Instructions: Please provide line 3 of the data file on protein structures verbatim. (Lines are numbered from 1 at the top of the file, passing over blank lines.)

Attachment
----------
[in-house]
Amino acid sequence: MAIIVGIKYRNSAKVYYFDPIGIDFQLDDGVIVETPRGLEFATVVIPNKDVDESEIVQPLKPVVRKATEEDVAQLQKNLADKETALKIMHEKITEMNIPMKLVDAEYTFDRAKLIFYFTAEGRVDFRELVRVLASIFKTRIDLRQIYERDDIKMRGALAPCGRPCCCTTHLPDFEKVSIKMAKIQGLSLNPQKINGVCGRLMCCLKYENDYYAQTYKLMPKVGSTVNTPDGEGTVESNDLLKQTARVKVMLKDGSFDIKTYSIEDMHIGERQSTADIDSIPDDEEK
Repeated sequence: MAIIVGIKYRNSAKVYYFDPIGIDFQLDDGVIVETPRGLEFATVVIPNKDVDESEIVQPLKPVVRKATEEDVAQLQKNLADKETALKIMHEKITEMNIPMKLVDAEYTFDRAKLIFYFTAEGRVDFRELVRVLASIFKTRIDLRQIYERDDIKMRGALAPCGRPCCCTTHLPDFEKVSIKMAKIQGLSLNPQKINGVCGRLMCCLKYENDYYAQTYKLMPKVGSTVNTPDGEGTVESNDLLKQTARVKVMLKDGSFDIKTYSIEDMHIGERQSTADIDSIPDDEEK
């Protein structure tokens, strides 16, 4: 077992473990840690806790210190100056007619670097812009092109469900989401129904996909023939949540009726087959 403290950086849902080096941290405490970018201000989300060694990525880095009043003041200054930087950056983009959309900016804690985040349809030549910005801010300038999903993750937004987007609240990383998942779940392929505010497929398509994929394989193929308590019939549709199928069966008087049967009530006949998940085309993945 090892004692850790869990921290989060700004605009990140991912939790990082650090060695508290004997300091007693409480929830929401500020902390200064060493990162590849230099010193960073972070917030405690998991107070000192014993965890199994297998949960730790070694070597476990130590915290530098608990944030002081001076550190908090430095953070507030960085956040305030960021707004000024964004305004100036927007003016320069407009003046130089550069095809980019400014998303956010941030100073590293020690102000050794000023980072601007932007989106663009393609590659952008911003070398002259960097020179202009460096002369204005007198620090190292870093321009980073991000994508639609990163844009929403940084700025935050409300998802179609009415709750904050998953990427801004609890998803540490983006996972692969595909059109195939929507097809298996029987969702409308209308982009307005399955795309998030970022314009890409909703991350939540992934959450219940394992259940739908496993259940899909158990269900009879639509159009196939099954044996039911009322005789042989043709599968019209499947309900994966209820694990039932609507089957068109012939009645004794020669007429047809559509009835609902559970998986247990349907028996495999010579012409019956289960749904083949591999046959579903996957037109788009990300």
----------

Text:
Repeated sequence: MAIIVGIKYRNSAKVYYFDPIGIDFQLDDGVIVETPRGLEFATVVIPNKDVDESEIVQPLKPVVRKATEEDVAQLQKNLADKETALKIMHEKITEMNIPMKLVDAEYTFDRAKLIFYFTAEGRVDFRELVRVLASIFKTRIDLRQIYERDDIKMRGALAPCGRPCCCTTHLPDFEKVSIKMAKIQGLSLNPQKINGVCGRLMCCLKYENDYYAQTYKLMPKVGSTVNTPDGEGTVESNDLLKQTARVKVMLKDGSFDIKTYSIEDMHIGERQSTADIDSIPDDEEK